Section 7. Worker Rights
b. Prohibition of Forced or Compulsory Labor
The law prohibits all forms of forced or compulsory labor, including by children, and the government effectively enforced this prohibition. The law prescribes penalties that were generally sufficient to deter violations. The number of victims of forced labor identified in 2018 increased significantly, with 47 percent of the total number of identified trafficking victims (97) engaged in forced labor compared with 1 percent in 2017. Men and women working in agriculture, cleaning, construction, factories, hospitality, restaurant, and trucking were most likely to face conditions of forced labor.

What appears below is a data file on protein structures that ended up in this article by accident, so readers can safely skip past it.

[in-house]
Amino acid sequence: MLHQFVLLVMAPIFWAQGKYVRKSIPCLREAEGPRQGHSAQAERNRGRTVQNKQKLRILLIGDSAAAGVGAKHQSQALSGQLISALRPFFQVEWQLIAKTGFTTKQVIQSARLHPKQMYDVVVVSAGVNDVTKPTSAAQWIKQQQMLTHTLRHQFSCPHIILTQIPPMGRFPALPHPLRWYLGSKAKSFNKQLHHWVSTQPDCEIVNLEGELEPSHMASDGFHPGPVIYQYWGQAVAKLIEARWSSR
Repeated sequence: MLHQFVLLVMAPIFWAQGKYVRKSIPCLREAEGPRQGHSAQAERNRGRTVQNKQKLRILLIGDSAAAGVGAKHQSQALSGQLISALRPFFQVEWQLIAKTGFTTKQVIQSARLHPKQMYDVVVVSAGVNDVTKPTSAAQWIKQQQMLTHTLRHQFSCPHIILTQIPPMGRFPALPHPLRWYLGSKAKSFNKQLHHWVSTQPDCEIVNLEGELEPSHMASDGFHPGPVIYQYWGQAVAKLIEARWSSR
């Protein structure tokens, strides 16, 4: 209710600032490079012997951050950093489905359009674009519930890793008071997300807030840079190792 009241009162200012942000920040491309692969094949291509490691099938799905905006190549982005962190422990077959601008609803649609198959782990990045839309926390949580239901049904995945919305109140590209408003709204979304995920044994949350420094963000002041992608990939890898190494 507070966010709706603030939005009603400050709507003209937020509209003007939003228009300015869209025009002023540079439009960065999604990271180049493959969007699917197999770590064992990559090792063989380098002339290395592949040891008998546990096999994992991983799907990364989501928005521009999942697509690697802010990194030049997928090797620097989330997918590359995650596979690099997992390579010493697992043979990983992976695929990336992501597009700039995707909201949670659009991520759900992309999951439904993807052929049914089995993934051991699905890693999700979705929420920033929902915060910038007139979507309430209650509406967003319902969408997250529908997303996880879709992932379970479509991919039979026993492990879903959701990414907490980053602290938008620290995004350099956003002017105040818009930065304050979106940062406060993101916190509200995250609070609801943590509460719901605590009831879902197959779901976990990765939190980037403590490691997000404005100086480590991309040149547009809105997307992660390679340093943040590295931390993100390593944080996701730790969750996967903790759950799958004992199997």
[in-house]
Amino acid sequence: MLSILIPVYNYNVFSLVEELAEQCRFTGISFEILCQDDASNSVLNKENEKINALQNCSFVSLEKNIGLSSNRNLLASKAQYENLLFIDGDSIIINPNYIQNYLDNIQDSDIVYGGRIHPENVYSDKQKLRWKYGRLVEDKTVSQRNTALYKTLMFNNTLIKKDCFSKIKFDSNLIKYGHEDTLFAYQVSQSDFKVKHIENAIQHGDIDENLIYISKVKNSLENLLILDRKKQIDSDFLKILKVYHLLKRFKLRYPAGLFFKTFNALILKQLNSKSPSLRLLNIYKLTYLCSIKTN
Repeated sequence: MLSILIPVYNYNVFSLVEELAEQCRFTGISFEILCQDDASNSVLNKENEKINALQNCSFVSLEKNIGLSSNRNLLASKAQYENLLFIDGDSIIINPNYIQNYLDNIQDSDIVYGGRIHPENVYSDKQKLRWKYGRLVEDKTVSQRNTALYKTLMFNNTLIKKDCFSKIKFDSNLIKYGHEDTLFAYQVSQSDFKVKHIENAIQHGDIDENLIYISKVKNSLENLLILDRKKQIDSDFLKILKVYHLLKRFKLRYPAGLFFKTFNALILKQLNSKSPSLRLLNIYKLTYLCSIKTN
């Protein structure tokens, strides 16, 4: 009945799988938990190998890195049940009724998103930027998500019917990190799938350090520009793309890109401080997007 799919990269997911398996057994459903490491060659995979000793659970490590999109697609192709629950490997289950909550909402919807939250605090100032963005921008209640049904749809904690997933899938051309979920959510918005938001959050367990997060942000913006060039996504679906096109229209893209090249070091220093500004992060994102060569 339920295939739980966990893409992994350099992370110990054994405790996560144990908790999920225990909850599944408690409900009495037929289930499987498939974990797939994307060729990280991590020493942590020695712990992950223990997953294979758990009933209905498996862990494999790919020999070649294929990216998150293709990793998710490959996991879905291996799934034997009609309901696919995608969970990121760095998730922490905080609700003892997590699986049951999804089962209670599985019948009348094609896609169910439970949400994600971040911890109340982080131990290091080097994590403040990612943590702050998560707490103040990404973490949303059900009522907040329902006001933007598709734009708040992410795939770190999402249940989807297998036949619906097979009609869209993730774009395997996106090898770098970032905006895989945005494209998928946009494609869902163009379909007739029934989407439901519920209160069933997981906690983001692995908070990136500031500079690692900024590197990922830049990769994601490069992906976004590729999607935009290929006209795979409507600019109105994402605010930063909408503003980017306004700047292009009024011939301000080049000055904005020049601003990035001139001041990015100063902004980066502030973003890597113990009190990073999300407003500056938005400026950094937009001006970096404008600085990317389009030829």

In November 2018 the trade magazine 3F reported that hundreds of Filipino truck drivers employed by Kurt Beier Transport lived in “slum-like conditions” in Padborg. The transport company provided containers behind barbed wire as accommodation and paid the drivers as little as 15 kroner ($2.25) per hour. Twenty-six drivers cooperated with authorities.
Also see the Department of State’s Trafficking in Persons Report at https://www.state.gov/trafficking-in-persons-report/.